Learning about Pittsburgh’s very own Cherry Blossom groves in North Park has been one of my favorite experiences in my adult Pittsburgh years. I went to college in D.C. so I saw a lot of blossoms. Oh, so many blossoms. Then I moved to Louisiana and saw so many magnolias. I took it all for granted.
Last year, there were many buds, but few blooms. So this year, I put the Facebook page for The Pittsburgh Sakura Project at the top of my feed so I could be sure to know when it was time to dash out to see the blooms.
Friday was the night – there was a post earlier in the week indicating that this weekend was it! So Laura came home from work a bit early (well, okay, she went in at 5:30 AM on Thursday so she had flex time) and we headed out to North Park – about a 30 minute drive for us during rush hour.
When we arrived, we decided to grab a quick dinner at the OTB Bicycle Cafe which is literally next door to the grove. The food is delicious and they use the ‘No Wait’ app to speed up your seating options. There’s a lovely deck and an enclosed porch that look out on the lake. We opted to eat inside because of the chill in the air, but we could still see the lake and the lake critters.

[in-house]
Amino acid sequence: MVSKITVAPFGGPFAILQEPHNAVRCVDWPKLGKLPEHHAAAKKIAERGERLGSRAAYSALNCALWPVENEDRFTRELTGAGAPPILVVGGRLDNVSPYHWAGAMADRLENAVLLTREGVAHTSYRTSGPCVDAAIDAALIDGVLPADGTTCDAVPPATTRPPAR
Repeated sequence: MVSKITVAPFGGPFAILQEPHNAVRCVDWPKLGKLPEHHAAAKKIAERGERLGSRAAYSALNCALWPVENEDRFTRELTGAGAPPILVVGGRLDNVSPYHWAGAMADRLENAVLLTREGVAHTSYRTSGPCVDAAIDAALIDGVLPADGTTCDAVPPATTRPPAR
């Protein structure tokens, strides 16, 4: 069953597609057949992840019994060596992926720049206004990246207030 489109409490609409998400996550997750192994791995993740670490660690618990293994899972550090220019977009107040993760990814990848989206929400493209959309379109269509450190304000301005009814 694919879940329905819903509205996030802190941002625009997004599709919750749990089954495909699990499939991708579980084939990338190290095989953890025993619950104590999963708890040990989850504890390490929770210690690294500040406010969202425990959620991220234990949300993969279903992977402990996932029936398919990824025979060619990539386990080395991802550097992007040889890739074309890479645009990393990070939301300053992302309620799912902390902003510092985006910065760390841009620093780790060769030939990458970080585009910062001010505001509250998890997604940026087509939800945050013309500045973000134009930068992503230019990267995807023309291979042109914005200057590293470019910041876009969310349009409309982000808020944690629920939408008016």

Then we walked across the parking lot and up a muddy hill to check out the trees. I’m not a tree expert, but I would describe them as partially blooming. The branches were filled with beautiful pink and lavender buds and lots of delicate flowers. When you realize what you are seeing, it is impressive.
We wandered around a bit, taking photos and noting the differences between the trees. It was clear that someone was tending to them. The ground is sloped and muddy so I’d urge you to wear sturdy shoes.
This is one of the loveliest spaces in the region. The gentle beauty of these delicate blossoms against the more rugged park greenery is a contrast that is striking if not jarring. It is like the Creator left a handwritten note for us. It would be so easy to miss the blooms as you try to find a parking spot in the lot below or zip along the trail with your iPhone blaring. There’s nothing particularly glorious or stunning about trudging up a muddy hillside to look at some blooms.
Until you do it.
FYI – The Sakura Project hosts the 2016 Cherry Blossom Festival on Saturday, April 30 from 2-4 PM at the Rose Barn.